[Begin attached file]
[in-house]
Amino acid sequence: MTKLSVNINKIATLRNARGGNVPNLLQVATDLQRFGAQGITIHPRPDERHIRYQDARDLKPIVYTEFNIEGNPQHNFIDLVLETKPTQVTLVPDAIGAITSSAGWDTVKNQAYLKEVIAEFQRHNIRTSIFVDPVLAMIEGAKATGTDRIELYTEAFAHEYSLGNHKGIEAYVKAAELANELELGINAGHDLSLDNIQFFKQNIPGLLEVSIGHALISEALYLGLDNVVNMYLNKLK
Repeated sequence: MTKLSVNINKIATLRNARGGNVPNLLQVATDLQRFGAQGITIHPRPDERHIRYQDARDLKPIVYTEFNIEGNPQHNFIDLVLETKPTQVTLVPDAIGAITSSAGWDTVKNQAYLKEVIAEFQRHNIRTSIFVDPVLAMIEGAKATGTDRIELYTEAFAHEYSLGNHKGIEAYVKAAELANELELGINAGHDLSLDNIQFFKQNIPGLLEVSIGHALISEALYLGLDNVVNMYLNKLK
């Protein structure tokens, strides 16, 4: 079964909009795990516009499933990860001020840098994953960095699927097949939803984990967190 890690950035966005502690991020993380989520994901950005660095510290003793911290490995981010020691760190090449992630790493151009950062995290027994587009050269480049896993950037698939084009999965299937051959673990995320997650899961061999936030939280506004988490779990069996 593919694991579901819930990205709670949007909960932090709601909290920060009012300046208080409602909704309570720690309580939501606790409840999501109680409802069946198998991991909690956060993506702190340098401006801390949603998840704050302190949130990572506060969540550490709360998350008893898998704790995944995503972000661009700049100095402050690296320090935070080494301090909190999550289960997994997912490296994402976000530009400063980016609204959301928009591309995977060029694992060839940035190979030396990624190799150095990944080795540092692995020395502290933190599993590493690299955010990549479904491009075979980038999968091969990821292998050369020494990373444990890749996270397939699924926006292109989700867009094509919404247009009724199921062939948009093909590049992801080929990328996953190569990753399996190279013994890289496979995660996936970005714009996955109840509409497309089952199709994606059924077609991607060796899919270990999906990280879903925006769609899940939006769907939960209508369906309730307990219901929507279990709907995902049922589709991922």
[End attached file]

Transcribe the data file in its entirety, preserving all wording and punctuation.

[in-house]
Amino acid sequence: MTKLSVNINKIATLRNARGGNVPNLLQVATDLQRFGAQGITIHPRPDERHIRYQDARDLKPIVYTEFNIEGNPQHNFIDLVLETKPTQVTLVPDAIGAITSSAGWDTVKNQAYLKEVIAEFQRHNIRTSIFVDPVLAMIEGAKATGTDRIELYTEAFAHEYSLGNHKGIEAYVKAAELANELELGINAGHDLSLDNIQFFKQNIPGLLEVSIGHALISEALYLGLDNVVNMYLNKLK
Repeated sequence: MTKLSVNINKIATLRNARGGNVPNLLQVATDLQRFGAQGITIHPRPDERHIRYQDARDLKPIVYTEFNIEGNPQHNFIDLVLETKPTQVTLVPDAIGAITSSAGWDTVKNQAYLKEVIAEFQRHNIRTSIFVDPVLAMIEGAKATGTDRIELYTEAFAHEYSLGNHKGIEAYVKAAELANELELGINAGHDLSLDNIQFFKQNIPGLLEVSIGHALISEALYLGLDNVVNMYLNKLK
């Protein structure tokens, strides 16, 4: 079964909009795990516009499933990860001020840098994953960095699927097949939803984990967190 890690950035966005502690991020993380989520994901950005660095510290003793911290490995981010020691760190090449992630790493151009950062995290027994587009050269480049896993950037698939084009999965299937051959673990995320997650899961061999936030939280506004988490779990069996 593919694991579901819930990205709670949007909960932090709601909290920060009012300046208080409602909704309570720690309580939501606790409840999501109680409802069946198998991991909690956060993506702190340098401006801390949603998840704050302190949130990572506060969540550490709360998350008893898998704790995944995503972000661009700049100095402050690296320090935070080494301090909190999550289960997994997912490296994402976000530009400063980016609204959301928009591309995977060029694992060839940035190979030396990624190799150095990944080795540092692995020395502290933190599993590493690299955010990549479904491009075979980038999968091969990821292998050369020494990373444990890749996270397939699924926006292109989700867009094509919404247009009724199921062939948009093909590049992801080929990328996953190569990753399996190279013994890289496979995660996936970005714009996955109840509409497309089952199709994606059924077609991607060796899919270990999906990280879903925006769609899940939006769907939960209508369906309730307990219901929507279990709907995902049922589709991922």